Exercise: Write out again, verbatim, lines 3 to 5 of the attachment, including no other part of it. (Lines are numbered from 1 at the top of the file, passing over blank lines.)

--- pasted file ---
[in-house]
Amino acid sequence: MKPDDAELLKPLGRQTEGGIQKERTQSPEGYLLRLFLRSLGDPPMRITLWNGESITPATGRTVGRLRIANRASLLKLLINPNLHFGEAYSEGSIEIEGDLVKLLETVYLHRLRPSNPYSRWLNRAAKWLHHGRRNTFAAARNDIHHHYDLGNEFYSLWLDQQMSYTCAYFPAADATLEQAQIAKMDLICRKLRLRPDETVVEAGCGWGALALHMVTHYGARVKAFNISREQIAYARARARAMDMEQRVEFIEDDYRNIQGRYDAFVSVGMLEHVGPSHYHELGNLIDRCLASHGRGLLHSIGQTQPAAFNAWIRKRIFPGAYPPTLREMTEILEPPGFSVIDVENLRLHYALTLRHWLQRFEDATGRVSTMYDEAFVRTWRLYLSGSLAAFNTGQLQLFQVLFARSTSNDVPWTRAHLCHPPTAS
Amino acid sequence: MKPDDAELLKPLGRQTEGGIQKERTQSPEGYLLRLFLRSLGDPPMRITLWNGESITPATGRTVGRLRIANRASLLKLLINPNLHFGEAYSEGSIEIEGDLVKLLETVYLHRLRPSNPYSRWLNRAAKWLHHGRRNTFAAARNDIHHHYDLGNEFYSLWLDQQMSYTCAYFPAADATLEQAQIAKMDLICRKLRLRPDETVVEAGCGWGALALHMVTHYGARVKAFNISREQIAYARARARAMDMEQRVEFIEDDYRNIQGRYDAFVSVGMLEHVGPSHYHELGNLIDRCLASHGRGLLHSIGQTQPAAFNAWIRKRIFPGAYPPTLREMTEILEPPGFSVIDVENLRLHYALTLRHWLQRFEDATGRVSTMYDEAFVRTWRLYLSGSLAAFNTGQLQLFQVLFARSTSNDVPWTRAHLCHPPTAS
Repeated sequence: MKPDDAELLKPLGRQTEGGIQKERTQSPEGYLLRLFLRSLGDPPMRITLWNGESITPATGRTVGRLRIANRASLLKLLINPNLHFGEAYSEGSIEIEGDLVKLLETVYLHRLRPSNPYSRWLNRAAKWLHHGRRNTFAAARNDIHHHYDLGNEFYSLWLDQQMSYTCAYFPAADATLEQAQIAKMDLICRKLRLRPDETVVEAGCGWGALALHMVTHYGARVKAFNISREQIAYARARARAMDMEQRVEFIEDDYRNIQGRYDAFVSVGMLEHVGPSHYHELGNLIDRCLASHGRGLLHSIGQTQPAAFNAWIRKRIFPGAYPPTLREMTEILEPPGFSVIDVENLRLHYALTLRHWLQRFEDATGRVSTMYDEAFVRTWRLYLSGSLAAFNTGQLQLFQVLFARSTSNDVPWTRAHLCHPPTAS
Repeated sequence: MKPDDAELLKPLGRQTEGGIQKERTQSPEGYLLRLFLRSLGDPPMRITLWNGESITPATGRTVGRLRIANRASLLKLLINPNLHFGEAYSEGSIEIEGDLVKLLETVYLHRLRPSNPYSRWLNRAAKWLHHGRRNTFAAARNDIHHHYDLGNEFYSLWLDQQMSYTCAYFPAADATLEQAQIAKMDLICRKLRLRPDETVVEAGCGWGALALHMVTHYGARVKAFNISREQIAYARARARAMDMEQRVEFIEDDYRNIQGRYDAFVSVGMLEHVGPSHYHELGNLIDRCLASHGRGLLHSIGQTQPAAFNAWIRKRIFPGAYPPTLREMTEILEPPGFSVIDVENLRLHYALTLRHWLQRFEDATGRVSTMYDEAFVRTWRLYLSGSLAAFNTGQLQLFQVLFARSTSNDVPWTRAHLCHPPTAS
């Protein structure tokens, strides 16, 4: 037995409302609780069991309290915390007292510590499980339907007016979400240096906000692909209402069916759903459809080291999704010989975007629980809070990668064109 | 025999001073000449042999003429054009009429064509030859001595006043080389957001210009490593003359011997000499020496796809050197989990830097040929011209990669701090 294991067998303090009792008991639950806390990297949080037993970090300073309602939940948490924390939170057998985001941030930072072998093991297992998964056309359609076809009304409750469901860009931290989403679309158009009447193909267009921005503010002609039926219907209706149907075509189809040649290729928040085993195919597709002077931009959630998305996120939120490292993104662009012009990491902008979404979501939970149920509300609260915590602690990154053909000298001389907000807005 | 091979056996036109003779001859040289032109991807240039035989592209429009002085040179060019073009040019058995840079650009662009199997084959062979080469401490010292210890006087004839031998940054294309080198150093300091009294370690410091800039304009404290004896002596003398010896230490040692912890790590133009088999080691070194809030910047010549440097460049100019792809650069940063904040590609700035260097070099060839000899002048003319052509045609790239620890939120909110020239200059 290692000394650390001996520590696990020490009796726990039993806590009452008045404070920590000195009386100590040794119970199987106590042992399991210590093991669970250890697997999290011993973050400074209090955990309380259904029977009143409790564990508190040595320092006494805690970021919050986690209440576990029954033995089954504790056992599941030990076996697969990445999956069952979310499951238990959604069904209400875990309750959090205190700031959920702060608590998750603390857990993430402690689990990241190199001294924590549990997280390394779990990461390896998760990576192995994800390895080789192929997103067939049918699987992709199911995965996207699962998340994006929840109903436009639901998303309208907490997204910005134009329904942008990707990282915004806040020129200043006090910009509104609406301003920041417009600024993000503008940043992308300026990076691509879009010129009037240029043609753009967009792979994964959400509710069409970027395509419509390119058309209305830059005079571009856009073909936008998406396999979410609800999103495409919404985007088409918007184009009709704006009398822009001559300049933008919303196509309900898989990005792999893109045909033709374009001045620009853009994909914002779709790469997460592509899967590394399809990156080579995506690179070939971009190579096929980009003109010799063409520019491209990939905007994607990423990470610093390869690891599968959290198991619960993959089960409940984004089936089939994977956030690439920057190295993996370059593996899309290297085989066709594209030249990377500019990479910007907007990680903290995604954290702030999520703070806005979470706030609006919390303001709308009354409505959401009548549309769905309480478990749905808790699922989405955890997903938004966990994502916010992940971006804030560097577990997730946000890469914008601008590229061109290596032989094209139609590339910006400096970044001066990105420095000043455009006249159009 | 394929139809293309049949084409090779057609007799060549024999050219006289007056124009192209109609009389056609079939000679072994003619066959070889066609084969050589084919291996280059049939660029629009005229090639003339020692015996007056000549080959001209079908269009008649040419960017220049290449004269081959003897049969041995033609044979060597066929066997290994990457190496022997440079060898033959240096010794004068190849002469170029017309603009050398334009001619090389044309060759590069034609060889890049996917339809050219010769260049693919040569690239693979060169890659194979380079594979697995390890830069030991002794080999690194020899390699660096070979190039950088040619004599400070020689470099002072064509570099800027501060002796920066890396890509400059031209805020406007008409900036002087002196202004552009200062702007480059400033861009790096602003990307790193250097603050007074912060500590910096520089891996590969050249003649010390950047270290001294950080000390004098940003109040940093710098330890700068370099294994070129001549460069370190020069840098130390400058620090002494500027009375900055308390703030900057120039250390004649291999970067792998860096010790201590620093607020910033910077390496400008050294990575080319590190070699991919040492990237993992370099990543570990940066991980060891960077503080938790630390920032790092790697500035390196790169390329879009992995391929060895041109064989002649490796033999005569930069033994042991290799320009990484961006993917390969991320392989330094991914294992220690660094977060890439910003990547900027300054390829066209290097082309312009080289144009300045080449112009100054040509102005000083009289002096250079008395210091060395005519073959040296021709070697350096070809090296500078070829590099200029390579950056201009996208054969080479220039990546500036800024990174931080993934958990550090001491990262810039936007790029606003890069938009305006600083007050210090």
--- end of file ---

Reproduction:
Amino acid sequence: MKPDDAELLKPLGRQTEGGIQKERTQSPEGYLLRLFLRSLGDPPMRITLWNGESITPATGRTVGRLRIANRASLLKLLINPNLHFGEAYSEGSIEIEGDLVKLLETVYLHRLRPSNPYSRWLNRAAKWLHHGRRNTFAAARNDIHHHYDLGNEFYSLWLDQQMSYTCAYFPAADATLEQAQIAKMDLICRKLRLRPDETVVEAGCGWGALALHMVTHYGARVKAFNISREQIAYARARARAMDMEQRVEFIEDDYRNIQGRYDAFVSVGMLEHVGPSHYHELGNLIDRCLASHGRGLLHSIGQTQPAAFNAWIRKRIFPGAYPPTLREMTEILEPPGFSVIDVENLRLHYALTLRHWLQRFEDATGRVSTMYDEAFVRTWRLYLSGSLAAFNTGQLQLFQVLFARSTSNDVPWTRAHLCHPPTAS
Repeated sequence: MKPDDAELLKPLGRQTEGGIQKERTQSPEGYLLRLFLRSLGDPPMRITLWNGESITPATGRTVGRLRIANRASLLKLLINPNLHFGEAYSEGSIEIEGDLVKLLETVYLHRLRPSNPYSRWLNRAAKWLHHGRRNTFAAARNDIHHHYDLGNEFYSLWLDQQMSYTCAYFPAADATLEQAQIAKMDLICRKLRLRPDETVVEAGCGWGALALHMVTHYGARVKAFNISREQIAYARARARAMDMEQRVEFIEDDYRNIQGRYDAFVSVGMLEHVGPSHYHELGNLIDRCLASHGRGLLHSIGQTQPAAFNAWIRKRIFPGAYPPTLREMTEILEPPGFSVIDVENLRLHYALTLRHWLQRFEDATGRVSTMYDEAFVRTWRLYLSGSLAAFNTGQLQLFQVLFARSTSNDVPWTRAHLCHPPTAS
Repeated sequence: MKPDDAELLKPLGRQTEGGIQKERTQSPEGYLLRLFLRSLGDPPMRITLWNGESITPATGRTVGRLRIANRASLLKLLINPNLHFGEAYSEGSIEIEGDLVKLLETVYLHRLRPSNPYSRWLNRAAKWLHHGRRNTFAAARNDIHHHYDLGNEFYSLWLDQQMSYTCAYFPAADATLEQAQIAKMDLICRKLRLRPDETVVEAGCGWGALALHMVTHYGARVKAFNISREQIAYARARARAMDMEQRVEFIEDDYRNIQGRYDAFVSVGMLEHVGPSHYHELGNLIDRCLASHGRGLLHSIGQTQPAAFNAWIRKRIFPGAYPPTLREMTEILEPPGFSVIDVENLRLHYALTLRHWLQRFEDATGRVSTMYDEAFVRTWRLYLSGSLAAFNTGQLQLFQVLFARSTSNDVPWTRAHLCHPPTAS